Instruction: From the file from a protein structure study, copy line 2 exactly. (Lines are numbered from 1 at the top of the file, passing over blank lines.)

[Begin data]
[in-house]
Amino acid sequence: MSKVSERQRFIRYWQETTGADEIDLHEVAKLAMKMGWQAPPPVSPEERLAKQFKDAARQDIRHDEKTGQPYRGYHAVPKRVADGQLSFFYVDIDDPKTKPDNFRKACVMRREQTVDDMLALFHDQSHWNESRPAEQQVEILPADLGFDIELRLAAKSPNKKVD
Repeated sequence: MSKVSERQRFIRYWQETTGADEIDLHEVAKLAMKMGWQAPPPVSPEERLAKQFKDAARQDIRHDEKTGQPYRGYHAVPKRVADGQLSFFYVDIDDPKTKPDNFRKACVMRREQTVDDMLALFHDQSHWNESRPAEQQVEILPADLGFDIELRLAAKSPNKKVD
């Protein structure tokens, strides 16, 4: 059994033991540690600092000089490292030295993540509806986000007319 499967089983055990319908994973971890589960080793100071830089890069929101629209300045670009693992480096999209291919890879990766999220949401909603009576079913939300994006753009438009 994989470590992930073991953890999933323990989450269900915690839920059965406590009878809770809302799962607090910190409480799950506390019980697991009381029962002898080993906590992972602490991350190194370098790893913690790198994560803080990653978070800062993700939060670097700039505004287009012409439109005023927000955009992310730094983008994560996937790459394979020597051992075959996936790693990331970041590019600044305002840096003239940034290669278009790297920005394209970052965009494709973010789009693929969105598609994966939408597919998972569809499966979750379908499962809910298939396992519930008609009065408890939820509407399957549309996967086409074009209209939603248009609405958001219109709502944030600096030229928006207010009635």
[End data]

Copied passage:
Amino acid sequence: MSKVSERQRFIRYWQETTGADEIDLHEVAKLAMKMGWQAPPPVSPEERLAKQFKDAARQDIRHDEKTGQPYRGYHAVPKRVADGQLSFFYVDIDDPKTKPDNFRKACVMRREQTVDDMLALFHDQSHWNESRPAEQQVEILPADLGFDIELRLAAKSPNKKVD